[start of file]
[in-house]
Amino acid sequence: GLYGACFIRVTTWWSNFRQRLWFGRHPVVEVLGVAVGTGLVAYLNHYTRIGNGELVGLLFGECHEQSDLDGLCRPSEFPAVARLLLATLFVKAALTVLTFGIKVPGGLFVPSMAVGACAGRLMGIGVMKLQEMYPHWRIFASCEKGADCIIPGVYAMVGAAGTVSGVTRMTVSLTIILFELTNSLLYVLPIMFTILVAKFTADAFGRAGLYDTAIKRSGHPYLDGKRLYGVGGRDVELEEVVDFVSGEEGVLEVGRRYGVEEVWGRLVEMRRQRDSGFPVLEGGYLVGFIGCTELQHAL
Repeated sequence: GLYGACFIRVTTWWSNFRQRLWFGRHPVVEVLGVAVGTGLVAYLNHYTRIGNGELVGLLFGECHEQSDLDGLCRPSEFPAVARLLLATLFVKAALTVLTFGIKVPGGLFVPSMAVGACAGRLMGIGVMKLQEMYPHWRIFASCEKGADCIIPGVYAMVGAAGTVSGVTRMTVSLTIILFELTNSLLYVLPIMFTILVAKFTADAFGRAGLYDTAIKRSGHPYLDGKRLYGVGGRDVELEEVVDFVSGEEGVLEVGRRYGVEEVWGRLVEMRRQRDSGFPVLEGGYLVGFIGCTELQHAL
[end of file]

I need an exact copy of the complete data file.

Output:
[in-house]
Amino acid sequence: GLYGACFIRVTTWWSNFRQRLWFGRHPVVEVLGVAVGTGLVAYLNHYTRIGNGELVGLLFGECHEQSDLDGLCRPSEFPAVARLLLATLFVKAALTVLTFGIKVPGGLFVPSMAVGACAGRLMGIGVMKLQEMYPHWRIFASCEKGADCIIPGVYAMVGAAGTVSGVTRMTVSLTIILFELTNSLLYVLPIMFTILVAKFTADAFGRAGLYDTAIKRSGHPYLDGKRLYGVGGRDVELEEVVDFVSGEEGVLEVGRRYGVEEVWGRLVEMRRQRDSGFPVLEGGYLVGFIGCTELQHAL
Repeated sequence: GLYGACFIRVTTWWSNFRQRLWFGRHPVVEVLGVAVGTGLVAYLNHYTRIGNGELVGLLFGECHEQSDLDGLCRPSEFPAVARLLLATLFVKAALTVLTFGIKVPGGLFVPSMAVGACAGRLMGIGVMKLQEMYPHWRIFASCEKGADCIIPGVYAMVGAAGTVSGVTRMTVSLTIILFELTNSLLYVLPIMFTILVAKFTADAFGRAGLYDTAIKRSGHPYLDGKRLYGVGGRDVELEEVVDFVSGEEGVLEVGRRYGVEEVWGRLVEMRRQRDSGFPVLEGGYLVGFIGCTELQHAL